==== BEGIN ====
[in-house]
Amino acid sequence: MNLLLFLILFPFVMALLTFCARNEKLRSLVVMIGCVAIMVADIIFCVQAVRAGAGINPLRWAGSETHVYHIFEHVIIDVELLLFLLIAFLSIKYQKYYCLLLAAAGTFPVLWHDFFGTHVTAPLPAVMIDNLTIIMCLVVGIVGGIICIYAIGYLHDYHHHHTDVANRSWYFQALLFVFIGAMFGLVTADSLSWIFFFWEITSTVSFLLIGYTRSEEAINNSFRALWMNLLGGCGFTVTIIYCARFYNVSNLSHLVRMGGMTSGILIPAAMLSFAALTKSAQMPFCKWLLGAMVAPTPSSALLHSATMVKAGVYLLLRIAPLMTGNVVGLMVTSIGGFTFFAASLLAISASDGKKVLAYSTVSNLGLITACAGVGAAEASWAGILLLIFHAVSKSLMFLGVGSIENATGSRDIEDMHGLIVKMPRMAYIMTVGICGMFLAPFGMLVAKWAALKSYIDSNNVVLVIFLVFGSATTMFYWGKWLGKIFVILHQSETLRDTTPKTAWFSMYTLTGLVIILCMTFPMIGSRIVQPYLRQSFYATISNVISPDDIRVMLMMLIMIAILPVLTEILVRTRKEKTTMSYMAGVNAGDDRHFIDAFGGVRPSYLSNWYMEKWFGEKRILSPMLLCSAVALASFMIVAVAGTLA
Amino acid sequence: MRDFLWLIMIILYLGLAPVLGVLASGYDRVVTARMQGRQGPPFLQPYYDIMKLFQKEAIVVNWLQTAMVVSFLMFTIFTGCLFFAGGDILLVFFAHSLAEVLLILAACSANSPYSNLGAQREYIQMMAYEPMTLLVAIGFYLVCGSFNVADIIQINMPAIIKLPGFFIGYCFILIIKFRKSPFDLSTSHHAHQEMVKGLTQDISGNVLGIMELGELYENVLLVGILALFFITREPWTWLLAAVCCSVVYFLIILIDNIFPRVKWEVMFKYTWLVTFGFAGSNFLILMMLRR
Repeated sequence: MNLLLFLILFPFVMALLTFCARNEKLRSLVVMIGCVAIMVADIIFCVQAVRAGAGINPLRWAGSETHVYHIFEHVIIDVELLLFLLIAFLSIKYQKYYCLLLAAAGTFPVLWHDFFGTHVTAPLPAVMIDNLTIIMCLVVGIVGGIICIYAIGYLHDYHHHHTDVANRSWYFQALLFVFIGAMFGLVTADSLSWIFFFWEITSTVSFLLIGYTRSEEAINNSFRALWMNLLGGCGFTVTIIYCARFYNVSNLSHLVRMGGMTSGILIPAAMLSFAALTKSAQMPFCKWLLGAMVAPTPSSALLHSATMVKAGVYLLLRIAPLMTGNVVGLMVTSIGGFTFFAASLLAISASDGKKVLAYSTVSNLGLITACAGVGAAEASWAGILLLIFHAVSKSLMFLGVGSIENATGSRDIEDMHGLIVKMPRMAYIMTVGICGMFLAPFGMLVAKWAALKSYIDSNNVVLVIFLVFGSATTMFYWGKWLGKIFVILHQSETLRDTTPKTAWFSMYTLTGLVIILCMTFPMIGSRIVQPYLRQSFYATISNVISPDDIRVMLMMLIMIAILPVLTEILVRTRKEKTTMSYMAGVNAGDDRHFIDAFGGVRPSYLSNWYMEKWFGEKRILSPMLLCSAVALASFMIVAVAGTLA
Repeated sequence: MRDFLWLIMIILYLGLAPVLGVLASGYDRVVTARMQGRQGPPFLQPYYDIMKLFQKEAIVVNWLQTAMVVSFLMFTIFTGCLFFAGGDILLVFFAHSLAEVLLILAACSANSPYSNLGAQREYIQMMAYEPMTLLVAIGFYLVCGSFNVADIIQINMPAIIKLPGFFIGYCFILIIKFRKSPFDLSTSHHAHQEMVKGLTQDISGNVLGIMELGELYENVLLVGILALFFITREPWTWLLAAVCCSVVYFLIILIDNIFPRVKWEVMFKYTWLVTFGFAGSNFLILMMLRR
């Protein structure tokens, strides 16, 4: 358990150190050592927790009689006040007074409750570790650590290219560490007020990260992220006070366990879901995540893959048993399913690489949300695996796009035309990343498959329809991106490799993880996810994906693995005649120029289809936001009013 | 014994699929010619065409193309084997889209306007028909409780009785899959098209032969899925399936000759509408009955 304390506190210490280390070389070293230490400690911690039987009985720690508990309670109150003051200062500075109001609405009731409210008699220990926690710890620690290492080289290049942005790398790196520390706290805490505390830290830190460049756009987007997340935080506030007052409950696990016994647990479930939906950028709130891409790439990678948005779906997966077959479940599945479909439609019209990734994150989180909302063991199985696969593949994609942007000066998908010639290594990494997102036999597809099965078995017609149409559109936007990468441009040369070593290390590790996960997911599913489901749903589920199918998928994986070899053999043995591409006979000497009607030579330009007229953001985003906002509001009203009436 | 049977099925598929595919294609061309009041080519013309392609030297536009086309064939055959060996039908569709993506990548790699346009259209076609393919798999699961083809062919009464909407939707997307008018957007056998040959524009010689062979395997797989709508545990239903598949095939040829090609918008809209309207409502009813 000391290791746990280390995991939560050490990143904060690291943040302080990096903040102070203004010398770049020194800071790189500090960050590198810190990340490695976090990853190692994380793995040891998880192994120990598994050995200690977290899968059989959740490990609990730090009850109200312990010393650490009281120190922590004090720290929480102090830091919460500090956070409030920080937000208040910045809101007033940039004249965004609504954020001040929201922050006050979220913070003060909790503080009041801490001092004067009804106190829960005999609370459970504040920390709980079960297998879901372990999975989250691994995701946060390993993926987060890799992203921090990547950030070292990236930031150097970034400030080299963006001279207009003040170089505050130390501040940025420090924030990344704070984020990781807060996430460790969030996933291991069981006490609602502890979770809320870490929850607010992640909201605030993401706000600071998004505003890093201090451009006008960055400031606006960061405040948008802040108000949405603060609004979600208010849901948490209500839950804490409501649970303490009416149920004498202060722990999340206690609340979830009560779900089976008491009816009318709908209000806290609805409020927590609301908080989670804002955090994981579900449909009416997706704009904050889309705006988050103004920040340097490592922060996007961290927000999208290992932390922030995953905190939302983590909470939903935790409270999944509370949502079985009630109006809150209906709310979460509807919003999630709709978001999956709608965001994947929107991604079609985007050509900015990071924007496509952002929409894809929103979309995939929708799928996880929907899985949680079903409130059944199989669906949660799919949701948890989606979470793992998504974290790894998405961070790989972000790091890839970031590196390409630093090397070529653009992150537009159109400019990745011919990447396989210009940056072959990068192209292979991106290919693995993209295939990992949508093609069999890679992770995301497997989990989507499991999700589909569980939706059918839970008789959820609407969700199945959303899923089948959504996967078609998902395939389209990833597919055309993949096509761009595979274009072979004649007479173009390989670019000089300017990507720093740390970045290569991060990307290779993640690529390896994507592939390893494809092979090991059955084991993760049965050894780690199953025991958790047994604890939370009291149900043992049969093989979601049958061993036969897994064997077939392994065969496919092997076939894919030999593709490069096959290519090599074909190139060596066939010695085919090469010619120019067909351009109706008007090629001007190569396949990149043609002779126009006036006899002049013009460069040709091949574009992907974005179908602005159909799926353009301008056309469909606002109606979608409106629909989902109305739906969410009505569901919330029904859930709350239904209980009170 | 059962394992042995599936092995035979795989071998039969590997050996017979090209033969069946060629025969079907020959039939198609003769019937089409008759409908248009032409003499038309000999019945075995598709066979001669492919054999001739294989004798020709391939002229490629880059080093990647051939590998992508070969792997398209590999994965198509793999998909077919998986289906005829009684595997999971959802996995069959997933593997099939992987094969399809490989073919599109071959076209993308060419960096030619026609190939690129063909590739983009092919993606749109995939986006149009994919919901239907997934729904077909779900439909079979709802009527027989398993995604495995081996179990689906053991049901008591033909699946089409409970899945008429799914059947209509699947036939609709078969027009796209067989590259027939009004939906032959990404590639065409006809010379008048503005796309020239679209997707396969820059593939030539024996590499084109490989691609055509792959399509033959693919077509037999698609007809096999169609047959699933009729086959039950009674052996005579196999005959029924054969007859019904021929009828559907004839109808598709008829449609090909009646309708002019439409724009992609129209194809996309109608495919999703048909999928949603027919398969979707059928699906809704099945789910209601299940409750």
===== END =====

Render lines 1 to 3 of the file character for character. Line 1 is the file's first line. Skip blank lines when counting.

[in-house]
Amino acid sequence: MNLLLFLILFPFVMALLTFCARNEKLRSLVVMIGCVAIMVADIIFCVQAVRAGAGINPLRWAGSETHVYHIFEHVIIDVELLLFLLIAFLSIKYQKYYCLLLAAAGTFPVLWHDFFGTHVTAPLPAVMIDNLTIIMCLVVGIVGGIICIYAIGYLHDYHHHHTDVANRSWYFQALLFVFIGAMFGLVTADSLSWIFFFWEITSTVSFLLIGYTRSEEAINNSFRALWMNLLGGCGFTVTIIYCARFYNVSNLSHLVRMGGMTSGILIPAAMLSFAALTKSAQMPFCKWLLGAMVAPTPSSALLHSATMVKAGVYLLLRIAPLMTGNVVGLMVTSIGGFTFFAASLLAISASDGKKVLAYSTVSNLGLITACAGVGAAEASWAGILLLIFHAVSKSLMFLGVGSIENATGSRDIEDMHGLIVKMPRMAYIMTVGICGMFLAPFGMLVAKWAALKSYIDSNNVVLVIFLVFGSATTMFYWGKWLGKIFVILHQSETLRDTTPKTAWFSMYTLTGLVIILCMTFPMIGSRIVQPYLRQSFYATISNVISPDDIRVMLMMLIMIAILPVLTEILVRTRKEKTTMSYMAGVNAGDDRHFIDAFGGVRPSYLSNWYMEKWFGEKRILSPMLLCSAVALASFMIVAVAGTLA
Amino acid sequence: MRDFLWLIMIILYLGLAPVLGVLASGYDRVVTARMQGRQGPPFLQPYYDIMKLFQKEAIVVNWLQTAMVVSFLMFTIFTGCLFFAGGDILLVFFAHSLAEVLLILAACSANSPYSNLGAQREYIQMMAYEPMTLLVAIGFYLVCGSFNVADIIQINMPAIIKLPGFFIGYCFILIIKFRKSPFDLSTSHHAHQEMVKGLTQDISGNVLGIMELGELYENVLLVGILALFFITREPWTWLLAAVCCSVVYFLIILIDNIFPRVKWEVMFKYTWLVTFGFAGSNFLILMMLRR